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Supreme Court to rule on refusing blood alcohol tests
Supreme Court to rule on refusing blood alcohol tests

[JURIST] The US Supreme Court [official website] granted certiorari [order, PDF] Friday in four cases. In Birchfield, Danny v. North Dakota [SCOTUSblog materials], consolidated with Bernard, William R. v. Minnesota and Beylund, Steve M. v. North Dakota, the court will determine “[w]hether, in the absence of a warrant, a state may make it a crime for a person to refuse to take a chemical test to detect the presence of alcohol in the person’s blood.” The outcome could have a nationwide effect on roadside actions of police offers [SCOTUSblog report].

The court will also hear arguments in three other cases. In United States Army Corps of Engineers v. Hawkes Co., Inc. [SCOTUSblog materials], the court must decide “[w]hether the United States Army Corps of Engineers’ determination that the property at issue contains ‘waters of the United States’ protected by the Clean Water Act [text], constitutes ‘final agency action for which there is no other adequate remedy in a court,’ and is therefore subject to judicial review under the Administrative Procedure Act.”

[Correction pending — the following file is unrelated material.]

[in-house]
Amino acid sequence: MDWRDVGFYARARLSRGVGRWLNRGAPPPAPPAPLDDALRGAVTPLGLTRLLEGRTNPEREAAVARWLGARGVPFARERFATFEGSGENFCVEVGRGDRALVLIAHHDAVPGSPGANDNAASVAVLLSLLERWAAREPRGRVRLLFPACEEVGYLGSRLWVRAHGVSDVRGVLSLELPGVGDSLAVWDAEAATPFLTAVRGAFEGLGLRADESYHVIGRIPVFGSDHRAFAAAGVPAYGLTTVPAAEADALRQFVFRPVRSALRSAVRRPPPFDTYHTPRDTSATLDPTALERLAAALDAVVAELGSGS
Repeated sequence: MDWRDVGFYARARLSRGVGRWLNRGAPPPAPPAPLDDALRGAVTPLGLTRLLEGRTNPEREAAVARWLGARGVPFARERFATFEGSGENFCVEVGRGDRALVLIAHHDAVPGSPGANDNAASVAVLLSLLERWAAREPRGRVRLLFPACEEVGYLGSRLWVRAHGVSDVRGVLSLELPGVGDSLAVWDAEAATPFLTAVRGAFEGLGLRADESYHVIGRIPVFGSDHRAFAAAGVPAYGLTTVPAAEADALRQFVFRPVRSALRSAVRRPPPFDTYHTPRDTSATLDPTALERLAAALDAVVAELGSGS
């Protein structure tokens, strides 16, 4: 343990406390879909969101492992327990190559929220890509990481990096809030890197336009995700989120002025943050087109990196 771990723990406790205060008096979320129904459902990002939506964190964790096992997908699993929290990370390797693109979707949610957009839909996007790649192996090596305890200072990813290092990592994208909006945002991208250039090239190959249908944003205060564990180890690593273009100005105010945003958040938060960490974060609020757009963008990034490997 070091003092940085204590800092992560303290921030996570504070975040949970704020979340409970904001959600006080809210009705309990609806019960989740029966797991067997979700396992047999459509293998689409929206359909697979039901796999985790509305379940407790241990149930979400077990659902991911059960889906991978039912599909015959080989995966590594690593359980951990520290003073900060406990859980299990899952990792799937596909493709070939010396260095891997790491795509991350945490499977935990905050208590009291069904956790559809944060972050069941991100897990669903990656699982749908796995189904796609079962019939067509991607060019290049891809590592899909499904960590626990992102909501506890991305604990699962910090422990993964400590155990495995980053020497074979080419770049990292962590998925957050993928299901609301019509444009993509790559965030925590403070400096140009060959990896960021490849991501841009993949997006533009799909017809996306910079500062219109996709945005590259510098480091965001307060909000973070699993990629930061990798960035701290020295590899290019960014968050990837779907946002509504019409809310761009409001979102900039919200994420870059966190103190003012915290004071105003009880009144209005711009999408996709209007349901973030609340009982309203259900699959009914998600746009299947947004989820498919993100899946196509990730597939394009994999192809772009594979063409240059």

In Sheriff v. Gillie [SCOTUSblog materials], the court will rule on two issues: “(1)Whether special counsel—lawyers appointed by the Attorney General to undertake his duty to collect debts owed to the state—are state ‘officers’ within the meaning of 15 USC § 1692a(6)(C) [text]; and (2) whether it is materially misleading under 15 U.S.C. § 1692e [text] for special counsel to use Attorney General letterhead to convey that they are collecting debts owed to the State on behalf of the Attorney General.

Lastly, the court will hear the case of Ross v. Blake [SCOTUSblog materials] on “[w]hether the Fourth Circuit misapplied this Court’s precedents in holding, in conflict with several other federal courts of appeals, that there is a common law ‘special circumstances’ exception to the Prison Litigation Reform Act [text] that relieves an inmate of his mandatory obligation to exhaust administrative remedies when the inmate erroneously believes that he satisfied exhaustion by participating in an internal investigation.”